It is highly unlikely you will find the familiar motto starting with the words – “Neither snow, nor rain, nor heat, nor gloom of night. . .” posted on the walls of any hospital – anywhere. Actually, the U.S. Postal Service won’t lay claim to this mantra either! (The ONLY place you’ll find it is on the James A. Farley Post Office in New York City – only because it was placed there by the building’s architects.)
Useless trivia aside, while this credo cannot be accurately attributed to any modern day profession, it is a practical notion, among many, that healthcare professionals take to heart.
A Case in Point
North Alabama had its first real blast of wintery weather in late January – leaving behind frightening stories of motorists stranded in the cold with no food or water for hours, parents separated from their children with no choice but to leave them in a teacher’s care for the night and babies being born on snow- and ice-covered interstate highways.
Few, however, can top the story of Birmingham brain surgeon, Dr. Zenko Hrynkiw, who walked six miles in the snow from one hospital to another in order to perform emergency, life-saving brain surgery when traffic and travel conditions made it impossible for him to drive.
Yet, the best part of the Dr. Hrynkiw’s story is what happened when the dramatic event was over. As the retelling of the story went viral – worldwide, a surprised Dr. Hrynkiw wondered, “What is all the fuss about? It really wasn’t that big of a deal…any good doctor would do it.”
Better Yet – A Case in Point That’s Close to Home
Fortunately, unlike our Birmingham neighbors, the healthcare professionals at Marshall Medical Centers don’t have to worry about navigating interstates and traffic jams to get to work – regardless of the weather. But, you would not know it by their response to this week’s snowy forecast.
“The response from our staff to the threat of severe weather this week is the perfect testimony to what it means to be a part of a team of dedicated, committed healthcare professionals,” stated Kathy Woodruff, chief nursing officer at Marshall Medical Center North.
More than half of the approximately 150 people needed to staff MMC North during the last 24 hours spent the night (or day for those on the night shift) in order to be certain they were there when their shifts began. Most who reported to work hours before their scheduled shifts, or even on their day off, made the personal sacrifice of leaving their homes and their own families to be ready and available to the people in our community who entrusted MMC with their care.
MMC Employees Amy Edwards & Heather Craven prepare for “sleeping over” during the winter weather.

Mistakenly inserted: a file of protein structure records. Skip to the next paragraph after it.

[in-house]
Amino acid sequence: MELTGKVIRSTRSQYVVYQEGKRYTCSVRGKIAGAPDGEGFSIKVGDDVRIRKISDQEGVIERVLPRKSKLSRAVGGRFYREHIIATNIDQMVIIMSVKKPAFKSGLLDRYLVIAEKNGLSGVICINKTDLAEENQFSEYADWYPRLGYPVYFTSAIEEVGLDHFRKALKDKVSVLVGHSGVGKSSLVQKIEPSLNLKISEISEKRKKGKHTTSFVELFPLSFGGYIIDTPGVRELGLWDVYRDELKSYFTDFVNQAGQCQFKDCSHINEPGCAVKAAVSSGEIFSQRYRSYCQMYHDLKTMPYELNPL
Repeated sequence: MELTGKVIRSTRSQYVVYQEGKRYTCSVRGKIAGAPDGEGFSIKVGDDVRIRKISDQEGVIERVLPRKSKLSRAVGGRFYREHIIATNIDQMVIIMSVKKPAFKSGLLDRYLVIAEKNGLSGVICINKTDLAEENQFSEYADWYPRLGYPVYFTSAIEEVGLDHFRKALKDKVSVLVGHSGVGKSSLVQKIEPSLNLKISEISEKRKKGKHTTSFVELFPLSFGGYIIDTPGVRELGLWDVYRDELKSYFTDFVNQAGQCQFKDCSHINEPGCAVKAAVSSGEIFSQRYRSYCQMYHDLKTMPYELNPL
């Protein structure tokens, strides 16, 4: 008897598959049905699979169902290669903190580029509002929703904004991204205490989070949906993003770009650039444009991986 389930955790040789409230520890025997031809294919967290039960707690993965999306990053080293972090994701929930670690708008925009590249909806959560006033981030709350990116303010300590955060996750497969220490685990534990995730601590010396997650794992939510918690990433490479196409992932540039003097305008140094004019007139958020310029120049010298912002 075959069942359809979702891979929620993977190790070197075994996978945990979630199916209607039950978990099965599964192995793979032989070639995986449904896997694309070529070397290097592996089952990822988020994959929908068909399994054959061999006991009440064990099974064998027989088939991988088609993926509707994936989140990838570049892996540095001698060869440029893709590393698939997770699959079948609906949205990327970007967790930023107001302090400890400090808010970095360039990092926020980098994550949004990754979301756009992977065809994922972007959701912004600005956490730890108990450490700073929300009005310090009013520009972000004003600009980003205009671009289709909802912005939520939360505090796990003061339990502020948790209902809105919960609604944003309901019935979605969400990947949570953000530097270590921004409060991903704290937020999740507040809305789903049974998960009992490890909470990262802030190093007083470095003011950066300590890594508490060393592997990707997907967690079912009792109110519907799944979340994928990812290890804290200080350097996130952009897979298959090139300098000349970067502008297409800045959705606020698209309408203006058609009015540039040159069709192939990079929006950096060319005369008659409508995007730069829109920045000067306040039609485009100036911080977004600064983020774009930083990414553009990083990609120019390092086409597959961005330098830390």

“We are committed to doing whatever it takes to care for those in our community who need our care,” added Woodruff. “We’ve seen this response from our staff time- and- time-again during adverse weather events. They show up with blow-up mattresses, blankets, clothes, food and, most important, a great attitude about doing whatever is necessary to care for our patients and their families.”
Cheryl Hays, the administrator at MMCN, added, “We are proud of our clinical staff for going above- and- beyond what is routinely asked of them in order to ensure the best care possible for our patients. Our Facilities Maintenance, Environmental Services and Food Services team members also deserve to be recognized. They have all worked around the clock to ensure that sidewalks and driveways are safe and clear, our facility is cleaned and well-maintained – and- nourishing meals are available.”
“There are numerous stories of teamwork, support, and kindness that were demonstrated throughout our organization,” affirmed Ruth Bischoff, director of nursing at MMCS. “Employees were asked to fill in where needed and to assume additional responsibilities. Despite fatigue, employees rallied to meet the needs of the patients we are proud to provide care to and to assist one another in this endeavor. I went home last week feeling very fortunate to work with this group of people.”
While the Marshall Cancer Care Center closed on Tuesday and Wednesday for the safety of patients and staff, director Cindy Sparkman declared, “After being notified [of the closing] at 6 a.m., the staff started calling to cancel patients at 7.” Each patient received a personal call to relay the information. Despite the closing Dr. Payne, Sparkman and therapists came in and were able to treat 11 radiation patients Wednesday afternoon as well as seeing most of the scheduled patients on Thursday.
Getting the job done didn’t stop at braving conditions to treat patients at the Cancer Center. Sparkman said, “Facilities staff had been up for two days working at the hospital and were going to be unable to make it to the mid-campus until around 2 p.m. Bill Kirkpatrick, [MMC director of business development] and Dr. Tom Payne, [radiation oncologist], shoveled sidewalks and the parking lot enough to allow patients access until facilities management could get her to finish the job. It was truly a team effort for all!”
At Marshall Medical Centers, a little snow won’t stop us from our appointed rounds of providing world-class healthcare with a personal touch. And, to borrow a phrase from Dr. Hrynkiw: “What’s all the fuss about? It’s just what any good group of healthcare professionals would do!”